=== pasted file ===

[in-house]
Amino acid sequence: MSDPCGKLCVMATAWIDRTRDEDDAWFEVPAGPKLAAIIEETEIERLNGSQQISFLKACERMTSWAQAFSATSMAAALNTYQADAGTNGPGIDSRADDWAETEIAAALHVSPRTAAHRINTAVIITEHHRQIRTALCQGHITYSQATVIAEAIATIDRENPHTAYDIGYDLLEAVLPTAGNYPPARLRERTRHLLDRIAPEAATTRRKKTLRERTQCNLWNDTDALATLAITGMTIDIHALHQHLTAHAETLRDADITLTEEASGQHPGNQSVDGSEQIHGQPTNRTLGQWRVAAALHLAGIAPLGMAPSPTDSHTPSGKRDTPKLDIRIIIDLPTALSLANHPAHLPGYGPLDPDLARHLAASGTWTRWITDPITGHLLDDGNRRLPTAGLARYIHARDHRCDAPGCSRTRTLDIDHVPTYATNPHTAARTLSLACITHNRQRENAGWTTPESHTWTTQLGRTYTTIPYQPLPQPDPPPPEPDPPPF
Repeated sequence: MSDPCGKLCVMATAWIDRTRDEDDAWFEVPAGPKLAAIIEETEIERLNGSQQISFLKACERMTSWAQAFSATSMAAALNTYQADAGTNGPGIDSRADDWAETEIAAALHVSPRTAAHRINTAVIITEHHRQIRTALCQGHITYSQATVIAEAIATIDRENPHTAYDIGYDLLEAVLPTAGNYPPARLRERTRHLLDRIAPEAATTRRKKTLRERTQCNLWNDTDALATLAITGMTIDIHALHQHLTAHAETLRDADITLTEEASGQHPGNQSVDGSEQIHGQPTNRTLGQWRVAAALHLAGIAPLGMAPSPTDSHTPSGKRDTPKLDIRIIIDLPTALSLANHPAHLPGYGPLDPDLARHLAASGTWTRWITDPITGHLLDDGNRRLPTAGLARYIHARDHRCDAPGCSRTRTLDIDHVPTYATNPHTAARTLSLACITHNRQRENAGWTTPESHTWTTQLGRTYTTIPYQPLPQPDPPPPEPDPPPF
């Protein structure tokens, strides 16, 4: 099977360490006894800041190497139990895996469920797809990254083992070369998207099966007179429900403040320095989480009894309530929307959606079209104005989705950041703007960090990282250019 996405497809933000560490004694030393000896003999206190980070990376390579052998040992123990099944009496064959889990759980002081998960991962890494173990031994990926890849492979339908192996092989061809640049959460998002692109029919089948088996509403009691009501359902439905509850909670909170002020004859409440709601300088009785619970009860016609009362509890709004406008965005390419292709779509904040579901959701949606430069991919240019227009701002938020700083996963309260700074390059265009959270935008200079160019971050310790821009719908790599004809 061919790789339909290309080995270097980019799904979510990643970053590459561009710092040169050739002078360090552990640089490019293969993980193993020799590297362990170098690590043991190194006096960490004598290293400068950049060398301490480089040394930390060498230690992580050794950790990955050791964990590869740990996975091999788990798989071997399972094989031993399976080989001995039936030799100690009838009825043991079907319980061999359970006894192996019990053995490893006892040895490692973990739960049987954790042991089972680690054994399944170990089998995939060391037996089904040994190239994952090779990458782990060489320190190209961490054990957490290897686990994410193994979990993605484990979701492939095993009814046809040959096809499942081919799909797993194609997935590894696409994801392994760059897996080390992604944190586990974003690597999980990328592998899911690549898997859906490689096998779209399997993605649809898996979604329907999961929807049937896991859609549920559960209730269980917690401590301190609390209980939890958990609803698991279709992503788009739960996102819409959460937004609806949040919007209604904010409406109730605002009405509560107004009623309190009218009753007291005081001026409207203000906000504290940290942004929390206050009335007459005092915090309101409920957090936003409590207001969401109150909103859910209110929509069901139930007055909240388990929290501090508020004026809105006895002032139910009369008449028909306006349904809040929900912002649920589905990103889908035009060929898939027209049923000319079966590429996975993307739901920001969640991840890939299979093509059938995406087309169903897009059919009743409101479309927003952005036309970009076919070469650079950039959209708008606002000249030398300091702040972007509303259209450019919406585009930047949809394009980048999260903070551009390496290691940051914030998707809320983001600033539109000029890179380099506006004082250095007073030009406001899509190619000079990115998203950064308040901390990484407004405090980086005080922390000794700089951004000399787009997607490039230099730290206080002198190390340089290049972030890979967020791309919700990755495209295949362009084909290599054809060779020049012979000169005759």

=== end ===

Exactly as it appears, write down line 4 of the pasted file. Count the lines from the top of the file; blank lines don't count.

């Protein structure tokens, strides 16, 4: 099977360490006894800041190497139990895996469920797809990254083992070369998207099966007179429900403040320095989480009894309530929307959606079209104005989705950041703007960090990282250019 996405497809933000560490004694030393000896003999206190980070990376390579052998040992123990099944009496064959889990759980002081998960991962890494173990031994990926890849492979339908192996092989061809640049959460998002692109029919089948088996509403009691009501359902439905509850909670909170002020004859409440709601300088009785619970009860016609009362509890709004406008965005390419292709779509904040579901959701949606430069991919240019227009701002938020700083996963309260700074390059265009959270935008200079160019971050310790821009719908790599004809 061919790789339909290309080995270097980019799904979510990643970053590459561009710092040169050739002078360090552990640089490019293969993980193993020799590297362990170098690590043991190194006096960490004598290293400068950049060398301490480089040394930390060498230690992580050794950790990955050791964990590869740990996975091999788990798989071997399972094989031993399976080989001995039936030799100690009838009825043991079907319980061999359970006894192996019990053995490893006892040895490692973990739960049987954790042991089972680690054994399944170990089998995939060391037996089904040994190239994952090779990458782990060489320190190209961490054990957490290897686990994410193994979990993605484990979701492939095993009814046809040959096809499942081919799909797993194609997935590894696409994801392994760059897996080390992604944190586990974003690597999980990328592998899911690549898997859906490689096998779209399997993605649809898996979604329907999961929807049937896991859609549920559960209730269980917690401590301190609390209980939890958990609803698991279709992503788009739960996102819409959460937004609806949040919007209604904010409406109730605002009405509560107004009623309190009218009753007291005081001026409207203000906000504290940290942004929390206050009335007459005092915090309101409920957090936003409590207001969401109150909103859910209110929509069901139930007055909240388990929290501090508020004026809105006895002032139910009369008449028909306006349904809040929900912002649920589905990103889908035009060929898939027209049923000319079966590429996975993307739901920001969640991840890939299979093509059938995406087309169903897009059919009743409101479309927003952005036309970009076919070469650079950039959209708008606002000249030398300091702040972007509303259209450019919406585009930047949809394009980048999260903070551009390496290691940051914030998707809320983001600033539109000029890179380099506006004082250095007073030009406001899509190619000079990115998203950064308040901390990484407004405090980086005080922390000794700089951004000399787009997607490039230099730290206080002198190390340089290049972030890979967020791309919700990755495209295949362009084909290599054809060779020049012979000169005759």